Former patroller: Prima Cornice should have been closed the day Taft Conlin died (letter)
To whom it may concern: I read with sadness about the jury’s decision in Ingalls v. Vail (“Jury rules for Vail Resorts in skier death case,” Randy Wyrick, Thursday, June 21).
I started as a Vail ski instructor in the 1975-77 seasons and then a Vail snowcat driver. After that, I was a professional ski patroller on Vail Mountain. For two years, I was assigned to living in the caretaker’s cottage adjacent to Patrol Headquarters on top of Vail Mountain. There, I oversaw doing the early-morning weather/snow and avalanche risk assessment and appropriate control assignments.
I made up the avalanche bombs and assigned all the avalanche-control routes to the patrollers when they arrived at the top of the mountain. I dug countless snow pits and taught avalanche safety classes. In the summers, I was foreman of the summer Signs and Closures Crew and built most of the signs, closures and gates on Vail Mountain. I buildt the upper and lower Prima Cornice gates that Mr. Conlin skied past and through.
After that, I was promoted from ski patrol to supervisor of Vail Mountain Trail Crew, World Cup Racing and Special Events. I oversaw all signs, closures and trail marking and trail maintenance. I was in charge of the first World Cups, which Vail hosted when the races returned to the United States. I went on to be director of mountain operations at Beaver Creek and eventually managing director of Beaver Creek for Vail Resorts (then Vail Associates). I was recruited to be president and general manager of Catamount Ranch and Club in Steamboat Springs and thus ended 25 wonderful years with Vail.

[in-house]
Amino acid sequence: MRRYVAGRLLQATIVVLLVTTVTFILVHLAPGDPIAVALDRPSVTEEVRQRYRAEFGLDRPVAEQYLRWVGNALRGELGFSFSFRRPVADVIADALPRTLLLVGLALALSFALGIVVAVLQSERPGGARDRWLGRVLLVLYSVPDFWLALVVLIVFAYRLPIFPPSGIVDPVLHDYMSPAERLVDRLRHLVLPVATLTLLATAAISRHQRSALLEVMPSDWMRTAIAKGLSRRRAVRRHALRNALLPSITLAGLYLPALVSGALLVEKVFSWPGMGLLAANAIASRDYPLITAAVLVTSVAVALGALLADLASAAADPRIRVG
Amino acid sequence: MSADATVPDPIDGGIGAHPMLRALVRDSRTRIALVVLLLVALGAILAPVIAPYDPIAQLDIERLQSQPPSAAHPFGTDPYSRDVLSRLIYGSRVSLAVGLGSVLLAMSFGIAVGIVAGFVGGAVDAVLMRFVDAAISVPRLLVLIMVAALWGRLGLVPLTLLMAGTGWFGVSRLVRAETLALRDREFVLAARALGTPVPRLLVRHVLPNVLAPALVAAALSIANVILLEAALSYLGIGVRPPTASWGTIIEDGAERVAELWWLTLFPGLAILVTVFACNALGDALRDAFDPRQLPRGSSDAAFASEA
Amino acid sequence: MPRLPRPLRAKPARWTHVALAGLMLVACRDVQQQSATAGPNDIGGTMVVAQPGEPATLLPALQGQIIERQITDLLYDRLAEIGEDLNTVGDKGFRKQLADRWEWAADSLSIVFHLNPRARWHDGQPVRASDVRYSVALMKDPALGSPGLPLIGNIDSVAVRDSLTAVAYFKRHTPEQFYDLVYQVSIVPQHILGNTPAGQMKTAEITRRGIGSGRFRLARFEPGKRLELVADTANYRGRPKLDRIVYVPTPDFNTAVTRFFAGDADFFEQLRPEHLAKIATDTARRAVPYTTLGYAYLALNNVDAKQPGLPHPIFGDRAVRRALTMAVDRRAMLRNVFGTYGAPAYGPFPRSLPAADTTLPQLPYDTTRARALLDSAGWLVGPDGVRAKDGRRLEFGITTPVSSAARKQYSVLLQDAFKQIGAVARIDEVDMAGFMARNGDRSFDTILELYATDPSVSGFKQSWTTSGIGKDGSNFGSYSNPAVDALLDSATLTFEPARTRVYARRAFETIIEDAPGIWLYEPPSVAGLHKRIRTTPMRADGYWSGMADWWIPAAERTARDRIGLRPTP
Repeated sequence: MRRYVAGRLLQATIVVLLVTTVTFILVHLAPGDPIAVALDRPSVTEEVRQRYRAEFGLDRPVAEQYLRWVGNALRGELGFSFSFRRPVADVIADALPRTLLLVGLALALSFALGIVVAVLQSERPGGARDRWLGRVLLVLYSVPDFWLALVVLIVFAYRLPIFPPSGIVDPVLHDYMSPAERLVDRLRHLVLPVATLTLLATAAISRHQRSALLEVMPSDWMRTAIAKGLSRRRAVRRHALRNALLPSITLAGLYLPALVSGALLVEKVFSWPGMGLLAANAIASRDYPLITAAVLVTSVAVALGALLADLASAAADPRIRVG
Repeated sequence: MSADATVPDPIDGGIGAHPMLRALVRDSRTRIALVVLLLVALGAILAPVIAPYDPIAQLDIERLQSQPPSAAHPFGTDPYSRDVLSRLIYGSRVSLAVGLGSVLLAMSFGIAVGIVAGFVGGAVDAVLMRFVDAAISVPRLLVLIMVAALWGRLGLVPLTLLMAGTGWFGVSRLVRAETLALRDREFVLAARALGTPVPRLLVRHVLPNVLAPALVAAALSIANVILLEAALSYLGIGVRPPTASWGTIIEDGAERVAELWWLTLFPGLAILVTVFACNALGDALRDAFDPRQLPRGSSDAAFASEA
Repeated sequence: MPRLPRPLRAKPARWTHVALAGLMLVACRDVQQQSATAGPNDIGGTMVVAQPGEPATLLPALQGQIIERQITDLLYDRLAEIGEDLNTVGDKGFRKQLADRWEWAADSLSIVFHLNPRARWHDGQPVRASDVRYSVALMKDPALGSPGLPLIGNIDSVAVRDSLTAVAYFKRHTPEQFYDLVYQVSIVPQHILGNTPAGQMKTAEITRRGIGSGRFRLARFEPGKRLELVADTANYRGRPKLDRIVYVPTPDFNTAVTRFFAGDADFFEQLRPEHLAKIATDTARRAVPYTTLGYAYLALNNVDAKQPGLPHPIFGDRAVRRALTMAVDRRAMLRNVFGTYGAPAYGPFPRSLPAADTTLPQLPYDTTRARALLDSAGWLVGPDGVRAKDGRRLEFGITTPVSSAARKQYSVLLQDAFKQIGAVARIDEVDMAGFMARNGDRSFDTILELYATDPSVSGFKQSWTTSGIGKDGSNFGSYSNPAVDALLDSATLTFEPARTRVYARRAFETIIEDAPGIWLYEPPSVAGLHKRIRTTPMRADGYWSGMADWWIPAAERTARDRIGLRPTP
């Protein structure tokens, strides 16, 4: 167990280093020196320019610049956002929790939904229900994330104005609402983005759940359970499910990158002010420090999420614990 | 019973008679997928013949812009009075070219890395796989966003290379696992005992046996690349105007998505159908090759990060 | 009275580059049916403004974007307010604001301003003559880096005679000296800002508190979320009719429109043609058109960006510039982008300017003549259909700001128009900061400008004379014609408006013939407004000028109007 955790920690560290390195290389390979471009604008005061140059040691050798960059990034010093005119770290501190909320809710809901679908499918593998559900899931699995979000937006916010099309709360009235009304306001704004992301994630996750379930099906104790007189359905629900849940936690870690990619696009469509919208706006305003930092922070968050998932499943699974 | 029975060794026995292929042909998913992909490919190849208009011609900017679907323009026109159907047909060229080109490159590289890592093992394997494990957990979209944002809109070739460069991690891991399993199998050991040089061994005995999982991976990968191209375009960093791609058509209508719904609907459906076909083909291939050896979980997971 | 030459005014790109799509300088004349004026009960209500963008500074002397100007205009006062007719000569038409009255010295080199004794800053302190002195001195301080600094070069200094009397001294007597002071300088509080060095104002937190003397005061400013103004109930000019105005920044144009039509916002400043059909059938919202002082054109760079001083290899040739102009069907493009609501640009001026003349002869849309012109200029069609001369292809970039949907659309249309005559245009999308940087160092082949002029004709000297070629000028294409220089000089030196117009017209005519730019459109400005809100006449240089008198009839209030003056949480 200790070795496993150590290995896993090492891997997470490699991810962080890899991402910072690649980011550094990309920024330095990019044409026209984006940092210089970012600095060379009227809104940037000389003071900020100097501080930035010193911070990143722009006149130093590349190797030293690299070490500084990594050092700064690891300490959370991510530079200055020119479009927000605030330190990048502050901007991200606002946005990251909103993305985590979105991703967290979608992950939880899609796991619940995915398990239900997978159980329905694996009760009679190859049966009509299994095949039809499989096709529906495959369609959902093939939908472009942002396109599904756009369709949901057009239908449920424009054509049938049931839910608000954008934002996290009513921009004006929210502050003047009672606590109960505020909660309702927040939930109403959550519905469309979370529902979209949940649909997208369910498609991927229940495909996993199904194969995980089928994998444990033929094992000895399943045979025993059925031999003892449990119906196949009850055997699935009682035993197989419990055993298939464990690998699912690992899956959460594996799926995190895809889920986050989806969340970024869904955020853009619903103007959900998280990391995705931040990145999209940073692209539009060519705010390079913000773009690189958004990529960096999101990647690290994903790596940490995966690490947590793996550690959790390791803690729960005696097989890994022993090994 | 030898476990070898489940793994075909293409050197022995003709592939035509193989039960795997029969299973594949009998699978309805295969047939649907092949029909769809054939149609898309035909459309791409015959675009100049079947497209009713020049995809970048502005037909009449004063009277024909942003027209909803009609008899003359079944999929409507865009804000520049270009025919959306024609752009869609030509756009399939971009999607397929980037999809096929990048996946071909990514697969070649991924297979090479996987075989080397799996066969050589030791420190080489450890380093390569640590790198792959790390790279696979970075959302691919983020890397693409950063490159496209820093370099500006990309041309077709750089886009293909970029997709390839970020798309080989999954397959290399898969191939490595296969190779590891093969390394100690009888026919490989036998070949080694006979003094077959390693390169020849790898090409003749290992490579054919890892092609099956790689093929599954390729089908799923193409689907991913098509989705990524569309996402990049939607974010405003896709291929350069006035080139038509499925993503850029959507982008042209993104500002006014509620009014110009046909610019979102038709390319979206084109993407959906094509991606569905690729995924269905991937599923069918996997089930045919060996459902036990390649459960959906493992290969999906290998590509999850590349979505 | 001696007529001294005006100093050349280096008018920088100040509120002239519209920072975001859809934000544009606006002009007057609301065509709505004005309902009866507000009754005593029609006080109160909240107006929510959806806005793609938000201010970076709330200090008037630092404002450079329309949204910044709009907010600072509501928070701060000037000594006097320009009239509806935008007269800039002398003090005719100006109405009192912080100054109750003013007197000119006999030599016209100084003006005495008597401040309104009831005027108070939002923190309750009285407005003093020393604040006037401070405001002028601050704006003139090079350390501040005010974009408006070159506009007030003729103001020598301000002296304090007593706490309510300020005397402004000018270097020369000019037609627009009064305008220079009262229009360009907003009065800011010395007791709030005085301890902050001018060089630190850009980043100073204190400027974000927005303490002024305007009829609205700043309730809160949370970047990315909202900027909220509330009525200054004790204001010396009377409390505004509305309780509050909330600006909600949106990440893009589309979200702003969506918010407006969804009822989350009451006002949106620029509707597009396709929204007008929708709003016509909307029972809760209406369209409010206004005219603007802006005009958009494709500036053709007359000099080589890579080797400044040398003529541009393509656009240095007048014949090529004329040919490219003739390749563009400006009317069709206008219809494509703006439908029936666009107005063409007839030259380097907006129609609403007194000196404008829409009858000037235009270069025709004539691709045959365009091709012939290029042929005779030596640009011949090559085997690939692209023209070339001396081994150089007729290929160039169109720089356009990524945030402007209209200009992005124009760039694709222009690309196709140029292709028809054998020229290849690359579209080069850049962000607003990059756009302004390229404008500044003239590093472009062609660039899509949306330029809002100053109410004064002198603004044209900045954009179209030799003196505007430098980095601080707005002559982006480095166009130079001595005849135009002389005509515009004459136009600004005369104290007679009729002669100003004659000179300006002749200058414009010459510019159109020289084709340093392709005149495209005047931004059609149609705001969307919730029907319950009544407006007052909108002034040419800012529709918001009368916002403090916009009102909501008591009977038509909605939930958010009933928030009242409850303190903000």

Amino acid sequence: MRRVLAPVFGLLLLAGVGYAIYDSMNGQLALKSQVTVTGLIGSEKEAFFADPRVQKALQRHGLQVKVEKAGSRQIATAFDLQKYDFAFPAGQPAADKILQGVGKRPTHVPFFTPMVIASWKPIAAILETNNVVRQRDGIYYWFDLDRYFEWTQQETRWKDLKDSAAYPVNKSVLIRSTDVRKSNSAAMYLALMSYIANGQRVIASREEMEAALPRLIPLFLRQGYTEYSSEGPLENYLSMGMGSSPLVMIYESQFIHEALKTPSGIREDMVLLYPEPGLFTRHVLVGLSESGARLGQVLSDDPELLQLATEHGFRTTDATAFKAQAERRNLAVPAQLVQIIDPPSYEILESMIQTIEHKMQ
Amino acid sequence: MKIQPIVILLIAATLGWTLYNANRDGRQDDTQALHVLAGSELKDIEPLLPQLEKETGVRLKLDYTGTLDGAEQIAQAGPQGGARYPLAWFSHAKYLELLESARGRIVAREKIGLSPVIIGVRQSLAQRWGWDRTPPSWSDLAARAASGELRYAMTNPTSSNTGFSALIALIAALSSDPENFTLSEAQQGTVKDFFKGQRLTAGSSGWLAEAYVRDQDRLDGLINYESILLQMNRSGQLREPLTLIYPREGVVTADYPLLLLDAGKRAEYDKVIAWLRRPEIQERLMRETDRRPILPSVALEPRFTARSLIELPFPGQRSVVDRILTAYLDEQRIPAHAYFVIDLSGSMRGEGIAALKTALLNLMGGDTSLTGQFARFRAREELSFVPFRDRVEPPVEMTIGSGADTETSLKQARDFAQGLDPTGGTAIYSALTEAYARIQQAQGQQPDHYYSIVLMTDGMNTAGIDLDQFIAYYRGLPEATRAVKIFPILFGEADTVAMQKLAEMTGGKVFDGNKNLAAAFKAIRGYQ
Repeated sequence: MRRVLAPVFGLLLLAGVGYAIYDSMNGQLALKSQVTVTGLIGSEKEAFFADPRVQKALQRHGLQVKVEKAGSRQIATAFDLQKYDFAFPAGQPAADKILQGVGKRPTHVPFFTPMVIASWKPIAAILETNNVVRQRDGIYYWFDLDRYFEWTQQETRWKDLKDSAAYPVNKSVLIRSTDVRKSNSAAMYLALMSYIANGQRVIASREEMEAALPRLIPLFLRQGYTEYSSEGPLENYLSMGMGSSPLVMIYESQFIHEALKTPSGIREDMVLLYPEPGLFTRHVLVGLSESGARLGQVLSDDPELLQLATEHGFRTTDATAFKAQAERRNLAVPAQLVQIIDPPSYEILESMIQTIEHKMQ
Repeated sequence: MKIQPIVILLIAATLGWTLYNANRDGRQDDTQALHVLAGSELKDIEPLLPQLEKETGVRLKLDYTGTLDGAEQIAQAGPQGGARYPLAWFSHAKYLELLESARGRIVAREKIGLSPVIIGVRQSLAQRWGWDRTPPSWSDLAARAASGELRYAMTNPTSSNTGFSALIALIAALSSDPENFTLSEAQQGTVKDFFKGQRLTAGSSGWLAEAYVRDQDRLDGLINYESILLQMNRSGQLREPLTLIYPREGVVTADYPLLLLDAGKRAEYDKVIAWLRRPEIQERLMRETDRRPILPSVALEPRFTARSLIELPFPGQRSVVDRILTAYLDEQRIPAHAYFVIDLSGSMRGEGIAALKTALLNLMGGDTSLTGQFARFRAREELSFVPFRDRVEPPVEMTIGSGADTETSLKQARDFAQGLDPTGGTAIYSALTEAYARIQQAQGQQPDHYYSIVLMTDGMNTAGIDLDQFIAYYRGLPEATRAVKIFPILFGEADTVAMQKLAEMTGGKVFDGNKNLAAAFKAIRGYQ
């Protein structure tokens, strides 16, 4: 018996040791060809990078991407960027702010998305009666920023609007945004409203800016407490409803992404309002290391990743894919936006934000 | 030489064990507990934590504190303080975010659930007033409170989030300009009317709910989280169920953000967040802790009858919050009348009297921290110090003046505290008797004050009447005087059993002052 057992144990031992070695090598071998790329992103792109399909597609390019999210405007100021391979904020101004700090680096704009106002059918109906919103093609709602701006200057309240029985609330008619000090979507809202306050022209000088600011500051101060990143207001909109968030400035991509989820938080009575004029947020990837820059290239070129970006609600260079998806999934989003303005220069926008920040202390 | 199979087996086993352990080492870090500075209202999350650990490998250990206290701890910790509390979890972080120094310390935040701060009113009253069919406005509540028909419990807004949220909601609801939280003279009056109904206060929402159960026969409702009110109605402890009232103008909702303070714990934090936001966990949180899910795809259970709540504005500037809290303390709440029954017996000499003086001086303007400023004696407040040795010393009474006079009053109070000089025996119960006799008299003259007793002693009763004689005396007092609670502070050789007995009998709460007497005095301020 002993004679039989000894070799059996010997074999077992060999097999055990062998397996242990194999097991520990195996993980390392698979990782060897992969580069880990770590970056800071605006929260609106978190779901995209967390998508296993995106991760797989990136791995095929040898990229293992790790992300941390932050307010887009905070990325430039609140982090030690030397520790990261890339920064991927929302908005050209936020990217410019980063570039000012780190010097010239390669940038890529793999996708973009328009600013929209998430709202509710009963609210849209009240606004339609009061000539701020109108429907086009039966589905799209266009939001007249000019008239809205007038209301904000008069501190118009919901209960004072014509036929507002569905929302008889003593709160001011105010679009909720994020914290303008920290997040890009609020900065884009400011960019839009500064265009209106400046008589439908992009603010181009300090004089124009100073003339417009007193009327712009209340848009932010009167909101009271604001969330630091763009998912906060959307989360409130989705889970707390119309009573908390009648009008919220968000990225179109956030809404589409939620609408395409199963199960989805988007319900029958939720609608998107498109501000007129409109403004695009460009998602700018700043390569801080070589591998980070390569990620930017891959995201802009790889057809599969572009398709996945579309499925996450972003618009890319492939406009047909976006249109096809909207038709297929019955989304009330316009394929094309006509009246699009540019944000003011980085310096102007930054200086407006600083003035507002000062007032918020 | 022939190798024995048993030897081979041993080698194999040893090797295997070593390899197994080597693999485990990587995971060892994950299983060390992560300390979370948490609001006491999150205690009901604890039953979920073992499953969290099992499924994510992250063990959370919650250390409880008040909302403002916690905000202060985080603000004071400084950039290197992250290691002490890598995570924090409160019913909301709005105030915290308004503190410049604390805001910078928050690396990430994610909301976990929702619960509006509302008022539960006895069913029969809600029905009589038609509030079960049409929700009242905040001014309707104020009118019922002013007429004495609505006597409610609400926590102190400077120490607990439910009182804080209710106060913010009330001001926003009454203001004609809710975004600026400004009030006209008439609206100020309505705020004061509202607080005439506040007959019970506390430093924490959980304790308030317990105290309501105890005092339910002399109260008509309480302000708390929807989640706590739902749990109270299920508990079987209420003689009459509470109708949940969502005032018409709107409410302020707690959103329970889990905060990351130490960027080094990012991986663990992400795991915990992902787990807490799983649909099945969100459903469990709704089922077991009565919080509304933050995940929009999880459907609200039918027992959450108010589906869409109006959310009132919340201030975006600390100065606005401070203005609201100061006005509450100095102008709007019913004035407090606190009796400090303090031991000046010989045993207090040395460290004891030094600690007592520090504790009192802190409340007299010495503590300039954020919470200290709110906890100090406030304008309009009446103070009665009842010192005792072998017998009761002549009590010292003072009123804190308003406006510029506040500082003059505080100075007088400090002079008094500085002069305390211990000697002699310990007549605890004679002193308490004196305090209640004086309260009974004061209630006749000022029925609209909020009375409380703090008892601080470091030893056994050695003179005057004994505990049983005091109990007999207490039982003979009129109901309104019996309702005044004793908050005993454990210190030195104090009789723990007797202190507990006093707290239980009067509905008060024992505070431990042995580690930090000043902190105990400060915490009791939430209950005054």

Why am I saddened by the verdict? Firstly, Prima Cornice is a highly, extremely dangerous area. The exposure and its proclivity to “load” with snow from the westerly wind-driven snows made the area incredibly unpredictable. I always preferred to “shoot” Prima Cornice on days we had new snow and winds. We had a normal, minimal, six-shot route, with three thrown high and three thrown low.
I don’t suppose to second guess the patrol’s on-site decisions; however, the fact even the lower gate was opened with no control other than some ski cutting seemed very odd.
Secondly, that lower gate should never been left open on Jan. 22, 2012. I know for a fact that when skiers entered the lower gates, they routinely hiked uphill. I have seen it countless times, and in time after time when I’ve skied Prima Cornice, I’ve seen tracks of skiers who have climbed. I always considered the lower gate to be an entrance to the entire Prima Cornice slope. And, we all knew that some of the local kids would not duck a rope but that they would take advantage of an open gate on a powder day.
The testimony at trial apparently showed that young people had climbed up the slope from the lower gate. Had I been on duty on Jan. 22, 2012, I would have made sure both gates were closed.
I was extremely troubled that only one “expert witness” was called. There are many past patrollers with vast experience who could have spoken to the Prima Cornice facts. The jury could have been much better informed as to the history behind the closures to Prima Cornice, the history of hiking up in the area and the incredible snow hazards in that specific area.
In closing, I regret having to write this letter, but I could not, in clear conscience, let my clear memories of Prima Cornice go unmentioned.